Campaign 101: What you don’t know will hurt you
Published on August 25th, 2014
by David Dellenbaugh, CleverPig.org
Sailing campaigns come in all shapes and sizes. The most well-known campaigns involve challenging and high-profile goals such as winning the America’s Cup or an Olympic gold medal. These types of campaigns often last for several years, or even longer! And they usually require a full-time commitment to sailing, planning and fund-raising!
However, a sailing campaign can also be much shorter and simpler. It might involve only one sailor and one regatta, campaign typesand last for just a few days or weeks. For example, you might decide to train for three weeks in order to win your Laser District Championship. Or you could plan to race at several local regattas to prepare for the Optimist Nationals.
The dictionary defines a campaign as “a systematic course of activities for some specific purpose.” This means any time you make a sailing plan with a goal in mind, you are basically organizing a campaign. In fact, many sailors organize sailing campaigns without even knowing it.
The purpose of putting together a “campaign” is to help you achieve a particular goal. Your chances of success are much better if you make an organized plan about how to get from where you are now to where you want to go. That’s what cleverpig.org is all about.
This guide is all about how to organize a great sailing campaign, whether you are trying to win a national championship or an Olympic gold medal. But before we talk about the how of campaigning, an important question is why? Why would anyone want to get involved in something that requires such hard work, costs so much money and is incredibly challenging? The reason is all the intangible benefits and the skills you learn. You have to view a campaign as a long-term learning process rather than just something you do for a momentary result. If you can maintain that perspective, you may find that, in the long run, the rewards are worth the effort.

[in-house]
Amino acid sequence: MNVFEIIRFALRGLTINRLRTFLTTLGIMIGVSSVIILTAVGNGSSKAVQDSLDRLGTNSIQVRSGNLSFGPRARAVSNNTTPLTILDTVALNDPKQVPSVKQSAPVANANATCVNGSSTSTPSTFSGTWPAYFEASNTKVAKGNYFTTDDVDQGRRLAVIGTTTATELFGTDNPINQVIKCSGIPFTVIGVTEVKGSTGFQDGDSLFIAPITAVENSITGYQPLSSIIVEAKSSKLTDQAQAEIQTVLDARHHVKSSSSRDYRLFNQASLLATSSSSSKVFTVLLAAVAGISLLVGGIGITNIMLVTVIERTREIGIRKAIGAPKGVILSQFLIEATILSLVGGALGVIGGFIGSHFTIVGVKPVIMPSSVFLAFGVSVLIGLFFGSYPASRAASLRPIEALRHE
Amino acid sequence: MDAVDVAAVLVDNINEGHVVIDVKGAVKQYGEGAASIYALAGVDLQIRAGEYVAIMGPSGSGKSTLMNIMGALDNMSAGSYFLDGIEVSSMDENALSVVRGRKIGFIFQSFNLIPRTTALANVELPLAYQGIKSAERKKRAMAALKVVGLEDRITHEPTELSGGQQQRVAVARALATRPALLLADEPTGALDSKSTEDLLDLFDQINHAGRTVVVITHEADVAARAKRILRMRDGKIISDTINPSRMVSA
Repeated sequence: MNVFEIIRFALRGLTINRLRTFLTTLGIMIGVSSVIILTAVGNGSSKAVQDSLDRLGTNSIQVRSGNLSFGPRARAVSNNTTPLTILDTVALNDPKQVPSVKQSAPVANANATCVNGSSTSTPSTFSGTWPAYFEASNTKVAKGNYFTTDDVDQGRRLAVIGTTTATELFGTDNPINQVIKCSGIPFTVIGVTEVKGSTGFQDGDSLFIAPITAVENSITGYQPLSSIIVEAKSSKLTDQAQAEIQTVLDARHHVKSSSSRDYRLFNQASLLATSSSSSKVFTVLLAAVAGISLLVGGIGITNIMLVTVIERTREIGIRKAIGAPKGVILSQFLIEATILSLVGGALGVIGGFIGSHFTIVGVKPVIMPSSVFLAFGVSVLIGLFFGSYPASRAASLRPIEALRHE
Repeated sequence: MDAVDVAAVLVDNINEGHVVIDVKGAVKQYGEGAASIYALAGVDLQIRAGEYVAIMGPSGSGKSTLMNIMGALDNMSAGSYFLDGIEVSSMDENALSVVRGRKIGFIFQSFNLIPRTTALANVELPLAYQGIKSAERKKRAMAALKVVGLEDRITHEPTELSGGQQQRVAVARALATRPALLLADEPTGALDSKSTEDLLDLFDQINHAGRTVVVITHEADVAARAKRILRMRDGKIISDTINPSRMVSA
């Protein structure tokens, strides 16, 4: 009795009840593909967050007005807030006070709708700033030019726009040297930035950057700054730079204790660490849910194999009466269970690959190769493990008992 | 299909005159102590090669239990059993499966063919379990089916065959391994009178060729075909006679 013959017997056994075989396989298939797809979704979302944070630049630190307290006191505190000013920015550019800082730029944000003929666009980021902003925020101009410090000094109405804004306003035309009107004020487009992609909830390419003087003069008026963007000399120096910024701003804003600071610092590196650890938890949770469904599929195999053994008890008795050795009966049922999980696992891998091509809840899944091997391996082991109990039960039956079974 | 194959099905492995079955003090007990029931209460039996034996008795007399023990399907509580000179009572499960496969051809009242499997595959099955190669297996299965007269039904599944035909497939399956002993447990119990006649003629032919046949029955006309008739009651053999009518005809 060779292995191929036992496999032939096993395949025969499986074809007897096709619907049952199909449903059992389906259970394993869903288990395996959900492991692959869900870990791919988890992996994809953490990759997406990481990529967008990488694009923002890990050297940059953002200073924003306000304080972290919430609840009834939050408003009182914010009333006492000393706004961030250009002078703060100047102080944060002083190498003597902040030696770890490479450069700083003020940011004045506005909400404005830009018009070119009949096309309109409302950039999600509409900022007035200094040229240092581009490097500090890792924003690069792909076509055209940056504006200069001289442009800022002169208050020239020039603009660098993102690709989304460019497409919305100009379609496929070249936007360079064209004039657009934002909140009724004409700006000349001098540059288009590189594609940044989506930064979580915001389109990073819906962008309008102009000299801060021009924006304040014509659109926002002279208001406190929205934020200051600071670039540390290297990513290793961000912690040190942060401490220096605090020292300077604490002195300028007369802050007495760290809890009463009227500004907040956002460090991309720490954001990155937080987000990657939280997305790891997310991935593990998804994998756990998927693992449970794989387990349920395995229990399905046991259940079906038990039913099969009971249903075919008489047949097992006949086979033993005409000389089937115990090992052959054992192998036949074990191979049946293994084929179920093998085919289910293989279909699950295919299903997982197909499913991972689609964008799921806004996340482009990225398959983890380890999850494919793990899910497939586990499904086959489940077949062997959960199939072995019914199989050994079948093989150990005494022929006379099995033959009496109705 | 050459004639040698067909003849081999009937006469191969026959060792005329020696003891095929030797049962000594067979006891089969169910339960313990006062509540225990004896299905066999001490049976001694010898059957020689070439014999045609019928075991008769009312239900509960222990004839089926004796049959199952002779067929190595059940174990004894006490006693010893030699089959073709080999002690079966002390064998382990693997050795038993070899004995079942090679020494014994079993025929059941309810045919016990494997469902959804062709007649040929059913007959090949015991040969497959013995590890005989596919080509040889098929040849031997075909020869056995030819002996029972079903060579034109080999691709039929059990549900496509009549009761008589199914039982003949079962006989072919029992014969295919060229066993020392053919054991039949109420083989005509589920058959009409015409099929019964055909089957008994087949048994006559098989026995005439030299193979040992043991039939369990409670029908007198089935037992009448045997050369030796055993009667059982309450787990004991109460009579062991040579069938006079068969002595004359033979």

Top 10 Reasons to organize a sailing campaign:
10. Better than getting a real job (though it might be more work!).
9. Be your own boss.
8. Being on the water every day will give you a great tan.
7. You might even go to the Olympics!
6. Learn useful life skills such as planning, strategizing and pursuing goals.
5. It’s a lot of fun to go sailing and racing almost every day.
4. Meet lots of new people and make good friends.
3. Learn business skills like asking for money, marketing yourself and budgeting.
2. Get to travel and see the world.
1. Come away with memories that last a lifetime.
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